First off I must say that Blindsided
is the least convincing of the three Simon Stephens originals I’ve seen* This might in part be down to the cast - some of them hadn’t, for my money, worked out how to make the lines work – or the production, of which more later. The delivery of Katie West as Kathy and Andrew Sheridan as John comes across as stilted and adds an unreality to the characters that would only really be valid if they were well-enough drawn to be exaggerated representatives of a certain human type. Indeed, this might be the intention as the other characters speak much more naturally. But Kathy and John come across less as exemplars than as grotesques. To be fair to the actors, I wasn’t tempted to pay £9.99 for the text before the start and I was even less likely to do so after the end. It’s likely that the stylised language – not to mention the stylised sex** - is a deliberate technique to set these two young people apart from the rest. It’s not just the older characters – Kathy’s mother Susan (Julie Hesmondhalgh in, for me, the best performance of the day) and family friend Isaac (Jack Deam) – who speak more normally. Kathy’s best friend Siobhan (Rebecca Callard) also eschews the manic verbosity that characterises the central couple.
Of course writers like Pinter and Orton can put grotesques with a manner of speech that nobody uses in real life at the centre of the action, even in an everyday setting, with wonderful results. On this evidence, though, I don’t think Stephens can pull it off (yet). A more pessimistic view, though, is that after Punk Rock
– where the some of characters are twisted alright but the drama explains how they got that way – he now feels justified in just throwing the grotesques into the middle of things in a play that’s really just a vehicle for (not particularly original) social comment. The two parts of the play are set in 1979 and 1997 and very obvious points are made about each year being seen as promising radical change for the better at a time of deep despondency. Social disintegration is depicted with no attempt at either explanation or suggestions for improvement – though, to my mind, the self-centredness that seems to run through the last half-century like 'Blackpool' through a stick of rock is very prominent which might be some sort of explanation. There is plenty of irony – perhaps the best example being that the student who argues in an essay on the Paris Commune that its brutal suppression was a good thing because order is essential to society (and who is overwhelmingly delighted to have got as much as a ‘B’ for the first time ever) can’t see how her own life goes against that principle (she later seems to see this in circumstances I can’t reveal without betraying the pivotal event of the drama).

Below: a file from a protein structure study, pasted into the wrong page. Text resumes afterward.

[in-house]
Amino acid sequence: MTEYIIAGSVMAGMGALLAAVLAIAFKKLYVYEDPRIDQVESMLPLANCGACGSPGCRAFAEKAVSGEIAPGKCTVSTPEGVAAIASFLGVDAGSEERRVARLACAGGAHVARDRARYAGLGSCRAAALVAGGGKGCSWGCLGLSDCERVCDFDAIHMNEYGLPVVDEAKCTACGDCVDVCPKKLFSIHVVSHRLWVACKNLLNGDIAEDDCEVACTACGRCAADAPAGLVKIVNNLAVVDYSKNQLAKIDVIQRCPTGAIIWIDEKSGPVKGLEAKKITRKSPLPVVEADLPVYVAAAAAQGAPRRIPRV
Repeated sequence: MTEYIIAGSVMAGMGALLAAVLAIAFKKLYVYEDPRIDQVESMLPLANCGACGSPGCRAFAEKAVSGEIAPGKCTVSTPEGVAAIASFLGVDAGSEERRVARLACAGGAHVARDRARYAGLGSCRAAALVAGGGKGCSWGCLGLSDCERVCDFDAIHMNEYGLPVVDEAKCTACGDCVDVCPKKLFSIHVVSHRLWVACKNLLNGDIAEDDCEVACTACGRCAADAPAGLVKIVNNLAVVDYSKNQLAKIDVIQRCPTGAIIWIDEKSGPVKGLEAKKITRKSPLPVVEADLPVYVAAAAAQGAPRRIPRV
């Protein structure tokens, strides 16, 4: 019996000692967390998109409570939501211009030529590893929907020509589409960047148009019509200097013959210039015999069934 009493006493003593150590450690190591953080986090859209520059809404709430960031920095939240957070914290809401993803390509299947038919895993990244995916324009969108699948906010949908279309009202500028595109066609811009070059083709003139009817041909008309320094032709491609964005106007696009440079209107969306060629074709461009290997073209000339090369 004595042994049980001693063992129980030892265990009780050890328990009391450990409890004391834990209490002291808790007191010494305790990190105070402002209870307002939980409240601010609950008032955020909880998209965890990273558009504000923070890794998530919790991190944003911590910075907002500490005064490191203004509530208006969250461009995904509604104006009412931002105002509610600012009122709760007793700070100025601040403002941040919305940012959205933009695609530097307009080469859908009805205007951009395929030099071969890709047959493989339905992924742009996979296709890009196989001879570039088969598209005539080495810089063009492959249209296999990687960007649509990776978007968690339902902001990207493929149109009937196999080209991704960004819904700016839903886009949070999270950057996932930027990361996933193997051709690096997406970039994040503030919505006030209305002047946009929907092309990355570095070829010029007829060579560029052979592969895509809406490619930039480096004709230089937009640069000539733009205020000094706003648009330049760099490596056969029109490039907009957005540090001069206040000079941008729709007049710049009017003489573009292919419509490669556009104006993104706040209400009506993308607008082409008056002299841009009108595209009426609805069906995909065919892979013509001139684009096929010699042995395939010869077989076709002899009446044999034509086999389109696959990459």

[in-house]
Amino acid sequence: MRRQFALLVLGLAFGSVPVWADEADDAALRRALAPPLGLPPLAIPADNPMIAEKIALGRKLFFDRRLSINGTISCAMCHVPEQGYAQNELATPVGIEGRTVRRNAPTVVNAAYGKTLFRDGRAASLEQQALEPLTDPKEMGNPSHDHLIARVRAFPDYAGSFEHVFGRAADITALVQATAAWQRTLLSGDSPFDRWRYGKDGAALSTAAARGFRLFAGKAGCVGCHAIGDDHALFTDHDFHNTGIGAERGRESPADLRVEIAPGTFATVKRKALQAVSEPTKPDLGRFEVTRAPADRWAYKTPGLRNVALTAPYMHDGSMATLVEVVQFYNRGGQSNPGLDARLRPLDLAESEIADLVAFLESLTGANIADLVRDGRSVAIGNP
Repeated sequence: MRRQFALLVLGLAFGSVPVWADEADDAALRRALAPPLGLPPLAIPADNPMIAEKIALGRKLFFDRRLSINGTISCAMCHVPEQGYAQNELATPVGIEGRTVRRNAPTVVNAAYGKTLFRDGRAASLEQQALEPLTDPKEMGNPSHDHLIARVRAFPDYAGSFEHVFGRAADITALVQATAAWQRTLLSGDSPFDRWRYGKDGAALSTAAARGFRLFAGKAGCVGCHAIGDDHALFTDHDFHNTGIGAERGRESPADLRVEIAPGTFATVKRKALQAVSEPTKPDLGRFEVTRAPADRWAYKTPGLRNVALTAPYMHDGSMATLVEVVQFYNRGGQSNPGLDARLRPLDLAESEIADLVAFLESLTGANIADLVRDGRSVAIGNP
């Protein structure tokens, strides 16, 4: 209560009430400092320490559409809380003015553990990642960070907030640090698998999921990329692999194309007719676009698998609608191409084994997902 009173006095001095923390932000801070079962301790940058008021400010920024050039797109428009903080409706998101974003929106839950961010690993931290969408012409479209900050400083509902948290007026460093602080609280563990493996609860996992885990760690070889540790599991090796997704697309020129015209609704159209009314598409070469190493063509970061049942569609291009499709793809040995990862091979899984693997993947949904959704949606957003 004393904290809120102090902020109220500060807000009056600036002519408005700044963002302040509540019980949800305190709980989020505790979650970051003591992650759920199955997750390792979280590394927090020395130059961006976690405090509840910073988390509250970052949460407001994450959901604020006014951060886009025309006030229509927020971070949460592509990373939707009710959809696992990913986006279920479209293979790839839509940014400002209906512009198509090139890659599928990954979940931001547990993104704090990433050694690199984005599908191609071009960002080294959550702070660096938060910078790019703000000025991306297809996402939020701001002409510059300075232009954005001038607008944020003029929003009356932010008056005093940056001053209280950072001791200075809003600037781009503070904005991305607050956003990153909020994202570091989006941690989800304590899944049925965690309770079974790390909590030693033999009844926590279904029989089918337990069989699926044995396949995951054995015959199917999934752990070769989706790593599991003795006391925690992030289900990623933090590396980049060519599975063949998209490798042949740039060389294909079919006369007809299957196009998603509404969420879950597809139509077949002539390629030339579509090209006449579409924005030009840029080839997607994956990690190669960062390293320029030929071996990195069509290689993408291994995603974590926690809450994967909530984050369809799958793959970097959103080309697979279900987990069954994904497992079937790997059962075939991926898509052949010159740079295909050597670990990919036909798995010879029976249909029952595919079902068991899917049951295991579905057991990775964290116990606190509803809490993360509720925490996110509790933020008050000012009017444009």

The set doesn’t help. Not for the first time recently the set designers seem to have paid too little attention to the requirements of the audience. Tunnels rather like those used in sports stadia have been constructed either side of the playing area for the characters to make their entrances and exits; which means that a sell-out performance has lots of empty seats which couldn’t be sold because the view would be too restricted. Worse, two huge stanchions such as would be seen in, say, a warehouse – perhaps suggesting cheap, pre-fabricated social facilities – stood on the edge of the circle meaning that several people who had bought seats had their sightlines spoiled (the couple behind me were bitterly critical). I can’t think of a good dramatic reason for these intrusions though I suspect the theatre has tipped off the critics as to what they’re supposed to represent so I might find out when I get round to reading the reviews.
Runs until 15 Feb though I’m told it’s heavily booked in advance. Day seats as usual for those who don’t find the low banquettes too uncomfortable. These have the advantage of being unreserved so if you’re there when the auditorium doors open you can grab the best positions to avoid the obstructions – probably at 90 degrees to the two entrance tunnels.http://www.royalexchange.co.uk/event.aspx?id=721
*the others are Punk Rock
. I’m not counting adaptations like The Curious Incident of the Dog in the Night-Time
and A Doll’s House
**the strangest stage depiction of sex that I can remember (don’t enlarge the following if you plan to go and see the play): the first kiss is followed almost immediately by a scene (which we learn from the context is weeks later) where Kathy fellates John without even fully undoing his flies (whether this is part of the distancing effect or is just a consequence of the difficulty of staging such a scene without outraging public decency is unclear) then they spring apart and perform a series of hip thrusts and passionate moans at a distance of several feet from each other. This could well be a metaphor for the self-centredness of the two young people but to me it just looked odd.